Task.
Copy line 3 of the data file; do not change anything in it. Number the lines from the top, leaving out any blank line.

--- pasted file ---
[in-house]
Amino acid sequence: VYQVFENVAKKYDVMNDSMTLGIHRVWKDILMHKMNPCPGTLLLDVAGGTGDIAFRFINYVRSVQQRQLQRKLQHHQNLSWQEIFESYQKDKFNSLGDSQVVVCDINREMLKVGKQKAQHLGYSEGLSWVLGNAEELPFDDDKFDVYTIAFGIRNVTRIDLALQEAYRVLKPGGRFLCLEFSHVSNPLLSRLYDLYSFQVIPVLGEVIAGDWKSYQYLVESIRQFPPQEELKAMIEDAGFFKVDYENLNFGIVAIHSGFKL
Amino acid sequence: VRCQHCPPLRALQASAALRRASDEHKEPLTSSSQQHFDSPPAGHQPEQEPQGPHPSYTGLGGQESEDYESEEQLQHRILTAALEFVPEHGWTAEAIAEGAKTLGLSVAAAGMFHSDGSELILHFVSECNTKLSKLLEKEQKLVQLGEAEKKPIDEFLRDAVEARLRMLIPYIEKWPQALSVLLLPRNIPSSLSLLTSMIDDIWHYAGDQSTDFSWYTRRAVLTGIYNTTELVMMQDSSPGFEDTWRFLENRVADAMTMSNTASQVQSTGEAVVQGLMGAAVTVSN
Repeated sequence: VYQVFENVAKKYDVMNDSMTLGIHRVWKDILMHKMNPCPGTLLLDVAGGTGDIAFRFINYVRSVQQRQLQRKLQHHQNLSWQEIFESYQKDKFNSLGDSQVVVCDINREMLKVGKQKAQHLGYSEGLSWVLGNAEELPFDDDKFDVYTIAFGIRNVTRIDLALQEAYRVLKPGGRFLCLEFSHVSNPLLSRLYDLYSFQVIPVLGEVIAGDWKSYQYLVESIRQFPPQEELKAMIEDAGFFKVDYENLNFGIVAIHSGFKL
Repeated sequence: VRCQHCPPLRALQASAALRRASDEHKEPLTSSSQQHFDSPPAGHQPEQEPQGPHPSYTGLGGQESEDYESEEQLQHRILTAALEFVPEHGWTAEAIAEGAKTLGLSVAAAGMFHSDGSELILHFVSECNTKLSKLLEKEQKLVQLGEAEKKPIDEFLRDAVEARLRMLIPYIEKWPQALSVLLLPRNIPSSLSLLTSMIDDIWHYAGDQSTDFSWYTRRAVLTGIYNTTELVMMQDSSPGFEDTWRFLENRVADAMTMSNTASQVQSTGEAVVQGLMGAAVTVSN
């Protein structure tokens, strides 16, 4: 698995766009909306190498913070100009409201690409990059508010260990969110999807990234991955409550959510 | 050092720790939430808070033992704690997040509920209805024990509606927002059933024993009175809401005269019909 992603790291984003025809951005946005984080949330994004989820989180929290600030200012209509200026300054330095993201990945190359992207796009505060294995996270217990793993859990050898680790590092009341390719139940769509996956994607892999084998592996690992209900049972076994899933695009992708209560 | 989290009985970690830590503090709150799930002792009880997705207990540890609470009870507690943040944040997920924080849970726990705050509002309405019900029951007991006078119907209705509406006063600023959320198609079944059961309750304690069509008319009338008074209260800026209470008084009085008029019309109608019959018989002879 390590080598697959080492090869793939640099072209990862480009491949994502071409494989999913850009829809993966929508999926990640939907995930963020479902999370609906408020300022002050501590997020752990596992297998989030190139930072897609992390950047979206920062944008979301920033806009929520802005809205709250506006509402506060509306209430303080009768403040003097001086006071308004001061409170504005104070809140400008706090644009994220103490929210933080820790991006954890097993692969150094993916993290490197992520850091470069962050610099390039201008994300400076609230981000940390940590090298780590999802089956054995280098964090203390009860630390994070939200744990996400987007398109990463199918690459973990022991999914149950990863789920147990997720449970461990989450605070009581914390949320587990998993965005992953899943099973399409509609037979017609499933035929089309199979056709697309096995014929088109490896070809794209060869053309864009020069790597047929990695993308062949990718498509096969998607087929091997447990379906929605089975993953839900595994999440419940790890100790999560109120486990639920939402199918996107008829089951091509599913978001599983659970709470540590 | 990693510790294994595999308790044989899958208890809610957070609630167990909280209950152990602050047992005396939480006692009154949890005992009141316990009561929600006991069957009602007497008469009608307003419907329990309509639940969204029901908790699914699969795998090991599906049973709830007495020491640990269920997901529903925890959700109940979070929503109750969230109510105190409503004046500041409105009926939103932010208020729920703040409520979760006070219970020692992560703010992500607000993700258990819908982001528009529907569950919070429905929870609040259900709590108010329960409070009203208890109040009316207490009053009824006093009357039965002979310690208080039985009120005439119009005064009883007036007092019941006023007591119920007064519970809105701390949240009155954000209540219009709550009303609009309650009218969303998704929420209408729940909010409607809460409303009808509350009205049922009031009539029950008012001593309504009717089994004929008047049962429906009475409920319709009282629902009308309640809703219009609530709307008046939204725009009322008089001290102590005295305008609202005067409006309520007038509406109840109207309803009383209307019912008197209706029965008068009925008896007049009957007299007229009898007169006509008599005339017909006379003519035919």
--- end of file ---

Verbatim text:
Amino acid sequence: VRCQHCPPLRALQASAALRRASDEHKEPLTSSSQQHFDSPPAGHQPEQEPQGPHPSYTGLGGQESEDYESEEQLQHRILTAALEFVPEHGWTAEAIAEGAKTLGLSVAAAGMFHSDGSELILHFVSECNTKLSKLLEKEQKLVQLGEAEKKPIDEFLRDAVEARLRMLIPYIEKWPQALSVLLLPRNIPSSLSLLTSMIDDIWHYAGDQSTDFSWYTRRAVLTGIYNTTELVMMQDSSPGFEDTWRFLENRVADAMTMSNTASQVQSTGEAVVQGLMGAAVTVSN